How to write quality stories
I used to play piano for six years. I started from do-re-mi to Chopin and Bach. I played the piano with eyes. I memorized many pieces and I hit the right notes. I never missed it. I thought I was the best.
One day, my piano instructor sat me down and told me I am not good enough to be a professional pianist. She said, “You may be hitting the right notes, it sound like something is missing. I think it’s because you are just pushing the keyboards.”
She admitted that I hit the rights notes for classical, jazz and contemporary pieces, but they all sounded too mechanical. I failed to express the sadness of Beethoven’s Moonlight, the passionate love of Liszt’s Hungarian Rhapsody No.4.
After reading part IV of Telling True Stories, I started to reevaluate my writings habits because I saw the resemblance in my experience as a soulless young pianist to an aspiring journalist. I see writing with correct grammar as the keyboards for my writing assignments. Writing is just like playing an instrument. Writing in correct grammar won’t get me anywhere far.
I maybe able to get by just by playing classical genre. However in journalism, I shouldn’t divide genres, according to Louise Kiernan, a Northwestern University professor. Instead, I should combine all. In order to write a well-written complicated stories, I would need to expand my writing capacity.
My internship at the Times Union helps me to grow as a writer. For example, even though I am working for the Features Desk, I would need to research, investigate and dig for bigger news.
For any piece that I am assigned, I feel like they are all complicated. I agree with Kiernan that, “Writing about complex topics require absolute mastery of the material.” As I mentioned in earlier post, this is one of the parts that I love about journalism. I get to be the master of certain subject for my writing piece. I get to study for free. Also, Alma Guillermoprieto, a former The Washington Post Central America corespondent said she does enormous amounts of reading before she begin reporting.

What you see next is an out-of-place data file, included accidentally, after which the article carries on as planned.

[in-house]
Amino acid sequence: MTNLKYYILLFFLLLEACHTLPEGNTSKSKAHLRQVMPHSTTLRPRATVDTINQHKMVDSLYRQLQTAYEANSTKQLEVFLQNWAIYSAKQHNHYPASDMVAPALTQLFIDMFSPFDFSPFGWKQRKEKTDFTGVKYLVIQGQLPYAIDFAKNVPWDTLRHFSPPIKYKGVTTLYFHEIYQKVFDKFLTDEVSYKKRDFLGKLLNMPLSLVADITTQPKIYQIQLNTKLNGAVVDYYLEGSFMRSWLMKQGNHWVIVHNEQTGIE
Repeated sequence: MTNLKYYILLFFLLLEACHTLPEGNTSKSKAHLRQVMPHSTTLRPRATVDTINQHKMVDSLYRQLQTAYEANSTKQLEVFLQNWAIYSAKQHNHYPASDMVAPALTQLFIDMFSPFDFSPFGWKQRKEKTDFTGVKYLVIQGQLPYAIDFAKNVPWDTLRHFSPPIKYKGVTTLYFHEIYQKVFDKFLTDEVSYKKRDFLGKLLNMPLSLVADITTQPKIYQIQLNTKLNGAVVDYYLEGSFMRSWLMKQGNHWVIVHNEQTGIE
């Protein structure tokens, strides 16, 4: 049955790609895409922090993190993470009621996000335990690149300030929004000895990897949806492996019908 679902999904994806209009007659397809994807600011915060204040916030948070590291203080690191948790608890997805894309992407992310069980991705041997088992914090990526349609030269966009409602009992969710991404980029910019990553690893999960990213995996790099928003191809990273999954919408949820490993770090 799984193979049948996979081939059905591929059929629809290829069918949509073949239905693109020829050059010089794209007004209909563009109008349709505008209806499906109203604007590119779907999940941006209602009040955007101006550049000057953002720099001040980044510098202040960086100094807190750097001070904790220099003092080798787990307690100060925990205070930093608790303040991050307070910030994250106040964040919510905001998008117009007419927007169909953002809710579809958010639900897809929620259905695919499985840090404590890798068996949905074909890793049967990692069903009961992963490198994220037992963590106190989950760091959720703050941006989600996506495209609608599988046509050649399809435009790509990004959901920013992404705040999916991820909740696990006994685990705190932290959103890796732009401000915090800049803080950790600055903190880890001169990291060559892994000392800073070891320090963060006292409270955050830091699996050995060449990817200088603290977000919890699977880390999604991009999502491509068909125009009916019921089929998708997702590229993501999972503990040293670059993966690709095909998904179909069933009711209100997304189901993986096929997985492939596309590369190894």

To increase the quality of my story, I often go beyond with my sources. I interview one or two more people in the field. Kiernan interviewed two physics professors and two glass experts to write one paragraph for her Ana Flores’ story for Chicago Tribune. Sometimes I wish my readers could see how many phone calls I make, emails I write and how much time I spend on the Internet researching.
“It’s the iceberg effect: one-eighth of your work is above the surface, in the story. The seven-eighth that the readers can’t see form your story’s foundation. Trust your reporting. Embed it in your story.”
– Louise Kiernan
The biggest thing I failed while I was an aspiring pianist was putting emotions to my piece. Now as a writer, I want to produce quality stories every time I write. Tom Wolfe, best known for his association and influence over the New Journalism literary movement, gave some tips. He said for quality nonfiction using the technical devices of the novel and the short story includes:
- Scene-by-scene construction
- Use of copious dialogue
- Careful notation of status details
- Point of view
Lastly, Guillermoprieto inspired me to write what I truly care about. She also emphasized that having emotions in the report doesn’t mean it is less truthful. Emotions are one of the elements that connects and draws readers with the story. With this element, the writer will be able to build relationship with their readers and the writing heritage will continue.